Clostridium Difficile

Clostridium difficile (C. diff) is a spore-forming, Gram-positive anaerobic bacillus that produces two exotoxins: toxin A and toxin B. Clostridium difficile is shed in feces. Any surface, device, or material that becomes contaminated with feces may serve as a reservoir for the Clostridium difficile spores. Clostridium difficile spores are transferred to patients mainly via the hands of healthcare personnel who have touched a contaminated surface or item. Clostridium difficile infection be prevented in hospitals by the prudent use of antibiotics; the use of contact precautions for patients with known or suspected Clostridium difficile infection; preventing contamination of the hands via glove use and handwashing; and implement an environmental cleaning and disinfection strategy.


  • Active Surveillance Cultures: Friend or Foe?
    Part one of a two-part series.Whether or not it is mandated by state law, some healthcare institutions are turning to active surveillance cultures (ASC) of all or certain high-risk patients, as well as placing them under contact precautions – all in an effort to curb ...More
    March 17, 2010 Posted in Articles
  • Molnlycke Health Care Introduces New Hibiclens General Skin Cleansing Patient Kit
    Molnlycke Health Care U.S., manufacturer of Hibiclens® antiseptic antimicrobial skin cleanser, introduces a General Skin Cleansing Patient Kit to be used at home prior to surgery as part of an effective strategy to fight surgical-site infections (SSIs) and ...More
    March 17, 2010 Posted in News
  • Researchers Describe How Cholera Bacteria Becomes Infectious
    In a new study, Dartmouth researchers describe the structure of a protein called ToxT that controls the virulent nature of Vibrio cholerae, the bacteria that causes cholera. Buried within ToxT, the researchers were surprised to find a fatty acid that appears to inhibit ...More
    February 12, 2010 Posted in News
  • C. Diff Infection Rising in Community Settings, Study Finds
    Mayo Clinic researchers have found that a sometimes deadly stomach bug, Clostridium difficile, is on the rise in outpatient settings. Clostridium difficile is a serious bacteria that can cause symptoms ranging from diarrhea to life-threatening inflammation of the colon. ...More
    October 26, 2009 Posted in News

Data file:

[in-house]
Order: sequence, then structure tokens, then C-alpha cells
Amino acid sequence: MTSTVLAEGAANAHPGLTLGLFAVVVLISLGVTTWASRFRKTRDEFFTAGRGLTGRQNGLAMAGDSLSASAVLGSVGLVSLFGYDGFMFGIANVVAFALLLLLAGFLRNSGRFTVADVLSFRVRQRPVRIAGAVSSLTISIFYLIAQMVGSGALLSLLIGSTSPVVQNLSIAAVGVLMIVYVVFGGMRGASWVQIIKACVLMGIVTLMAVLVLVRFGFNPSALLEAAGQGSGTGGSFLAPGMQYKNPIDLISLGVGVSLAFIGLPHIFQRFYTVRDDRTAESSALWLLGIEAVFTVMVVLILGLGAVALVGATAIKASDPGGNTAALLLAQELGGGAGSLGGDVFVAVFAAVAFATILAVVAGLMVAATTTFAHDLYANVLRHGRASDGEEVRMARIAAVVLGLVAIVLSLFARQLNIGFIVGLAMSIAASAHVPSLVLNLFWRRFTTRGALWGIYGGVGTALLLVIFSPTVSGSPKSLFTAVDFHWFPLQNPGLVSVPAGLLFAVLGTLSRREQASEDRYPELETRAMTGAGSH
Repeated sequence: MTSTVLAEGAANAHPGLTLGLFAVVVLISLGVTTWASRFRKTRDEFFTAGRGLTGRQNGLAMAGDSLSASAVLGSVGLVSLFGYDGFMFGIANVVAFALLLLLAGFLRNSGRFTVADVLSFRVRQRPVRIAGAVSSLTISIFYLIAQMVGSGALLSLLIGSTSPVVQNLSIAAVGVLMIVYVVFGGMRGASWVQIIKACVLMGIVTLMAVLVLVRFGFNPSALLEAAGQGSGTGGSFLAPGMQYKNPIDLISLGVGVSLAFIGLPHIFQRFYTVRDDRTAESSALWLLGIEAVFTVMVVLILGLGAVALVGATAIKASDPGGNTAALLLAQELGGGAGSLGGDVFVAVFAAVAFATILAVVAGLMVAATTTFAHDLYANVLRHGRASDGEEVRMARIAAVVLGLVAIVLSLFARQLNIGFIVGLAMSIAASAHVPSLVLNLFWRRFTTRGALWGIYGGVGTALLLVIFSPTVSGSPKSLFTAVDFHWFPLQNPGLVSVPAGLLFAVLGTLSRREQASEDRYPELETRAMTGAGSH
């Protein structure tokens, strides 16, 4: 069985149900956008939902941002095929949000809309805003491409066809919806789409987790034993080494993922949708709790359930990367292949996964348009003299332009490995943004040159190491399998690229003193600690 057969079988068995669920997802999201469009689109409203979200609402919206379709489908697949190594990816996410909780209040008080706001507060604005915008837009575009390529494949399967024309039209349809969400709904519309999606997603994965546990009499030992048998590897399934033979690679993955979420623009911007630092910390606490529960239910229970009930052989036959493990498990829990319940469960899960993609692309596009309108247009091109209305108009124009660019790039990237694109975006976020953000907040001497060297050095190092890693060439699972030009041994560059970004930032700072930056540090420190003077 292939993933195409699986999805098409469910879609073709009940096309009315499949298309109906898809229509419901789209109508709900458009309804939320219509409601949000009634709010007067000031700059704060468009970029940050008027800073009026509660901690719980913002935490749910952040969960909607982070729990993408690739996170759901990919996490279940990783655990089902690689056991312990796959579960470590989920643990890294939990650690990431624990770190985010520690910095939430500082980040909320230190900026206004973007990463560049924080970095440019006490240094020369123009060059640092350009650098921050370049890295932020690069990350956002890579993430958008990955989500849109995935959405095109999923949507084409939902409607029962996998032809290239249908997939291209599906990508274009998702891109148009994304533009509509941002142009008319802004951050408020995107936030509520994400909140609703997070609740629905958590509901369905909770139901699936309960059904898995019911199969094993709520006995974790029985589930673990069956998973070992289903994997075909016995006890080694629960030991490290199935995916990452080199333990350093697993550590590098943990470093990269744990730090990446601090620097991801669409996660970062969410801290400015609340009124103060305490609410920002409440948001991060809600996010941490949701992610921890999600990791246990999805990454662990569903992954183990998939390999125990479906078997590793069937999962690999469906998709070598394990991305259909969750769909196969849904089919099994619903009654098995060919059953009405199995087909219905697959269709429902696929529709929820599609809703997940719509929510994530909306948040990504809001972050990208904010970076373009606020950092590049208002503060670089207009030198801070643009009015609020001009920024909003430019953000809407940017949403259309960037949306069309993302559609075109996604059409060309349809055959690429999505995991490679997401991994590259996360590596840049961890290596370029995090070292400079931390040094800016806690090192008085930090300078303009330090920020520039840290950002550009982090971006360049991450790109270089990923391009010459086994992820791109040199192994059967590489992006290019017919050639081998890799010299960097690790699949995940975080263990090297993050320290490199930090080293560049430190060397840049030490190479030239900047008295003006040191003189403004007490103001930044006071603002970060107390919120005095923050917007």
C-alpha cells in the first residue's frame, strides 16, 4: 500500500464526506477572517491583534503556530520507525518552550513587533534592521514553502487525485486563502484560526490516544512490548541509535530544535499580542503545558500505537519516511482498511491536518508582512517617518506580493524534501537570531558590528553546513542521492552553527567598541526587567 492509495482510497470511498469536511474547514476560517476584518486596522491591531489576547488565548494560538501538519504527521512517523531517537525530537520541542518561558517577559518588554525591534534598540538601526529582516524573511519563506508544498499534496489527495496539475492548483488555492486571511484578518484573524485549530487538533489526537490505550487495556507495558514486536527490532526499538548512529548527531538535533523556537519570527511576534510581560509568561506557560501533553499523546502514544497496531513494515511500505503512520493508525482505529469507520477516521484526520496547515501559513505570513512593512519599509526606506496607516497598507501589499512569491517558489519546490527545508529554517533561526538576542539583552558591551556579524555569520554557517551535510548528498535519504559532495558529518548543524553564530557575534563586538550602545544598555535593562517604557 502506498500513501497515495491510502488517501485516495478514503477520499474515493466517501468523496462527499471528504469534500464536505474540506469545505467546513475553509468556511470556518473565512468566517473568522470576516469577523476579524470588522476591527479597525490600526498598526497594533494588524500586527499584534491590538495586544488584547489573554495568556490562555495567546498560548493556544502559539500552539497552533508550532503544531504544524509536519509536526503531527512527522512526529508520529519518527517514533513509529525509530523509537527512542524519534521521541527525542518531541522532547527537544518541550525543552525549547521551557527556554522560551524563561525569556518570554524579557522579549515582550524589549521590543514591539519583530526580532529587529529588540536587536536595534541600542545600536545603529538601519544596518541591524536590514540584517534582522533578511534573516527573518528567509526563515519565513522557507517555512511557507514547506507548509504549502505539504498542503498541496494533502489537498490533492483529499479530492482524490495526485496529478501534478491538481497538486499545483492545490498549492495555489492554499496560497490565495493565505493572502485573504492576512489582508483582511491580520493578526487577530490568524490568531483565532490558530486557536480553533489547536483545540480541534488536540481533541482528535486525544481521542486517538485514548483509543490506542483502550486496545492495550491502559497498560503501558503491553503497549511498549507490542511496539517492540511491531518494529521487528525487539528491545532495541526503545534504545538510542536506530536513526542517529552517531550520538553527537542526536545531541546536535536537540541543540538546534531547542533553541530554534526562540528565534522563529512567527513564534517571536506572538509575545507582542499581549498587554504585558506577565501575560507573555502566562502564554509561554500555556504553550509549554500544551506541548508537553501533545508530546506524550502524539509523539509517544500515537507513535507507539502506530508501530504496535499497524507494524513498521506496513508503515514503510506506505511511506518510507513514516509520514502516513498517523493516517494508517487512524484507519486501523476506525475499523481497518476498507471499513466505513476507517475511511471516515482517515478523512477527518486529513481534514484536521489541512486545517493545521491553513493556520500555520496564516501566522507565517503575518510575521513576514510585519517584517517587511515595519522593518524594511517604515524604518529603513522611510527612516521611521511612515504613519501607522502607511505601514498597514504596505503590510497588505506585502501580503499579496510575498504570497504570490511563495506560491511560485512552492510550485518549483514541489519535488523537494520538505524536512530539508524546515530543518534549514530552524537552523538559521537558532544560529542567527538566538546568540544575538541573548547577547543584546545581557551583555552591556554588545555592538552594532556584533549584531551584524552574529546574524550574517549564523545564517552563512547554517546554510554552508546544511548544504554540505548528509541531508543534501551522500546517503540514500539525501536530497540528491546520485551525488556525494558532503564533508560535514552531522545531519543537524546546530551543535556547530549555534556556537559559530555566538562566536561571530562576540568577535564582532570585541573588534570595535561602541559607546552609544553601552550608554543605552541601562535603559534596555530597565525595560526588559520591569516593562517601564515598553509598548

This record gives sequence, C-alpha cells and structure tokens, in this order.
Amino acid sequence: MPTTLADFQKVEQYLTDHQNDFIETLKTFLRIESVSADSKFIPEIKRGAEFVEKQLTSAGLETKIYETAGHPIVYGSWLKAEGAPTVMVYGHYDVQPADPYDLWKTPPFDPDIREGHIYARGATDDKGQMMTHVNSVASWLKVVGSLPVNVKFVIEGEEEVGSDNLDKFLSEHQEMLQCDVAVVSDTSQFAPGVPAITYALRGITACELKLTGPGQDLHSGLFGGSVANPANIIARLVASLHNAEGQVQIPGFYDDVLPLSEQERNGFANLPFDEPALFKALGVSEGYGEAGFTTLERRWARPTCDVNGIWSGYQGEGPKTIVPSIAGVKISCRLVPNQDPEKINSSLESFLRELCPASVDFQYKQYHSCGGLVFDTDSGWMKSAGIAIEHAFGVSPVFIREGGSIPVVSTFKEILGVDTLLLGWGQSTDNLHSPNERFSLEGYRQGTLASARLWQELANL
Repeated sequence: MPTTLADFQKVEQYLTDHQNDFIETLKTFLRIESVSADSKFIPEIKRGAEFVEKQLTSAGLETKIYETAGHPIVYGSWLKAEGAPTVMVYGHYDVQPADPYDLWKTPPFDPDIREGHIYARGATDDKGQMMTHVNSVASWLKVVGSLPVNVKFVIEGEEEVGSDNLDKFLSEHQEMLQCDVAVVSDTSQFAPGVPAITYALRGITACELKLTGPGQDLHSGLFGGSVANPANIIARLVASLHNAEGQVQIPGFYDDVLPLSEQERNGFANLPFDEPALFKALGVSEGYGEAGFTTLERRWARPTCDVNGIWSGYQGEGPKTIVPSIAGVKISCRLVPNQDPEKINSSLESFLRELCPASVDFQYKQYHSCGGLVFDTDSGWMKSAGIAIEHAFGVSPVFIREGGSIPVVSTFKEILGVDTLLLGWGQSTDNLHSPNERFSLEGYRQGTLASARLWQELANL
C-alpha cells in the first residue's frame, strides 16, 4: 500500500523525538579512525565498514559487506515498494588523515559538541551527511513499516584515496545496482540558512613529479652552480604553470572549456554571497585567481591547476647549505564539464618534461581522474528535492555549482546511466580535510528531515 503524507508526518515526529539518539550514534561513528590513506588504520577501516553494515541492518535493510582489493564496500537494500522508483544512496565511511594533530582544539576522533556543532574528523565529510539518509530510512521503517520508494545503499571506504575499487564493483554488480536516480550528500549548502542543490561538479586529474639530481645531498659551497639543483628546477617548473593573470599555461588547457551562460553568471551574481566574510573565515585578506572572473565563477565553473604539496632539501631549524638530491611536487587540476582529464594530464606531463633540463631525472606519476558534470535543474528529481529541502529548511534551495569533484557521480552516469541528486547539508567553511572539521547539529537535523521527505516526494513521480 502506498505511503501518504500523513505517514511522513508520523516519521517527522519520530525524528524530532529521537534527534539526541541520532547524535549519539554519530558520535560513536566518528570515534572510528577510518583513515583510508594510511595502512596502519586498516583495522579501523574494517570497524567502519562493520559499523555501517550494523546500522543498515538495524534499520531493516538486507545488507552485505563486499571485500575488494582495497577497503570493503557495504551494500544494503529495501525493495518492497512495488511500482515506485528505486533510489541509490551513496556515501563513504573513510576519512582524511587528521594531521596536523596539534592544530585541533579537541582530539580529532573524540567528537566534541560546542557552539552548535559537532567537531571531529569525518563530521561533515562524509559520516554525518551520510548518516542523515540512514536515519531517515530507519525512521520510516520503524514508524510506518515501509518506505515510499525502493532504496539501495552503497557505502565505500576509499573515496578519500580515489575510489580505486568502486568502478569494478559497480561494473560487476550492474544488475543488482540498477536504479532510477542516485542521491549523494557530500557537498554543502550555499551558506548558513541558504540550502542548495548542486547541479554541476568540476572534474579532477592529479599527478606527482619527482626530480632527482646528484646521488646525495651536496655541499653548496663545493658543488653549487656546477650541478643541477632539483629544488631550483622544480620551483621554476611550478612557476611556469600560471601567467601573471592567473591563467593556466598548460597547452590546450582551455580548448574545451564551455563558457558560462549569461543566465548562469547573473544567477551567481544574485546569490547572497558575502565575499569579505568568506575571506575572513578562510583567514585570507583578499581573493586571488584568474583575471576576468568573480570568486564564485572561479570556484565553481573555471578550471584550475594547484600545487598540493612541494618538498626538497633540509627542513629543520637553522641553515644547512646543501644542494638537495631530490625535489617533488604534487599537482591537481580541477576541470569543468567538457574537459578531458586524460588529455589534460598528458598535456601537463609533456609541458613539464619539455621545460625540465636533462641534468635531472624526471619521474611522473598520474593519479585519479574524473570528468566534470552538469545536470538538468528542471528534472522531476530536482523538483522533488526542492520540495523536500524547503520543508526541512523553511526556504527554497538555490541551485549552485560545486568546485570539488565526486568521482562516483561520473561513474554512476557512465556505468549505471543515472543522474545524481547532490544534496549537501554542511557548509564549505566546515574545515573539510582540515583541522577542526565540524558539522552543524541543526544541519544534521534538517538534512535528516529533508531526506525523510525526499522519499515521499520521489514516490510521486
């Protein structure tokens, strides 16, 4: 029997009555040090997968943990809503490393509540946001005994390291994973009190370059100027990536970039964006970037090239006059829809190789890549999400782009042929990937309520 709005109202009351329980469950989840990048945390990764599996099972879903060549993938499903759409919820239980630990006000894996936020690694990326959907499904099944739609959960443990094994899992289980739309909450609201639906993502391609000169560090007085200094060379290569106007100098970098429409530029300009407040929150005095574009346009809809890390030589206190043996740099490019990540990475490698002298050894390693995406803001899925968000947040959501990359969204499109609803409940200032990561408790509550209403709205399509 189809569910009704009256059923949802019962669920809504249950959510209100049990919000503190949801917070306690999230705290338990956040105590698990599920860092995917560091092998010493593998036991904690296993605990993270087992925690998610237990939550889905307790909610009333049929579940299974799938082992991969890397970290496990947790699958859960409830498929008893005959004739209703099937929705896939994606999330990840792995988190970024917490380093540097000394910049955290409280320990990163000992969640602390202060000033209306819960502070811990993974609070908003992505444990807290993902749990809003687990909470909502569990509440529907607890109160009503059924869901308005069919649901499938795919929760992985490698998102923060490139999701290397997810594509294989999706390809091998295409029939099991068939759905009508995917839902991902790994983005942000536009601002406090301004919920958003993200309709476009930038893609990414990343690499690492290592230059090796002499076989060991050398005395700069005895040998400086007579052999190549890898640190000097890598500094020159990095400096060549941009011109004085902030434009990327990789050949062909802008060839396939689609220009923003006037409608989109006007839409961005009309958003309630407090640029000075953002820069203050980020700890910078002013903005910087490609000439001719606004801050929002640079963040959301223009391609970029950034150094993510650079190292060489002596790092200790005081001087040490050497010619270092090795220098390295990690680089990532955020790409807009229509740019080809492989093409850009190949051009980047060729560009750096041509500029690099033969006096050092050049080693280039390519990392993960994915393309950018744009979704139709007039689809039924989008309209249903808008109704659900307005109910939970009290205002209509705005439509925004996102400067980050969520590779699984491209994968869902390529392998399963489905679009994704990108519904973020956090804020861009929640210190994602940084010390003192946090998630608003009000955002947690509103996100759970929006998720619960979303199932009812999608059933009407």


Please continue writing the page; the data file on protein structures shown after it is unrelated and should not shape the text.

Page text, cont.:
• HHS Awards $17 Million in New Initiative to Fight HAIs
    HHS Secretary Kathleen Sebelius has announced the award of $17 million to fund projects to fight costly and dangerous healthcare-associated infections (HAIs). "When patients go to the hospital, they expect to get better, not worse," Sebelius said. "Eliminating infections is ...More
    October 26, 2009 Posted in News
  • Control and Prevention of MDROs
    While multidrug-resistant organisms (MDROs) such as methicillin-resistant Staphylococcus aureus (MRSA), vancomycin-resistant Enterococci (VRE), Clostridium difficile (C. diff) and certain Gram-negative bacilli (GNB ) continue to alarm the general public and are frequently ...More
    October 15, 2009 Posted in Articles
  • HAI Prevention Programs Require Better Adherence to Proven Strategies
    When the Department of Health and Human Services (HHS) issued its “Action Plan To Prevent Healthcare-Associated Infections,” earlier this year, it not only cast new attention on this old problem, but it helped identify the key actions needed to achieve and ...More
    September 24, 2009 Posted in Articles
  • CDC to Distribute $40 Million in Recovery Act Funding to Help States Fight HAIs
    The Centers for Disease Control and Prevention (CDC) today announced plans to distribute $40 million to state health departments to help prevent healthcare-associated infections (HAIs). Funded by the American Recovery and Reinvestment Act, the money will be distributed ...More
    September 2, 2009 Posted in News
  • Championing the Scientific Basis for Infection Prevention
    As you are well aware, infection prevention and healthcare epidemiology have rarely had more of a spotlight than right now, with the convergence of healthcare reform, novel H1N1 influenza, broader awareness of bacterial pathogens such as methicillin-resistant Staphylococcus ...More
    August 25, 2009 Posted in Articles
  • Clostridium difficile Infection: Tracking a Virulent Pathogen
    The rates and severity of Clostridium difficile infection (CDI) may be impacted by several factors, including antimicrobial use, other drug-prescribing factors, infection control practices, and the presence of a new strain of C. difficile that is more resistant to ...More
    August 13, 2009 Posted in News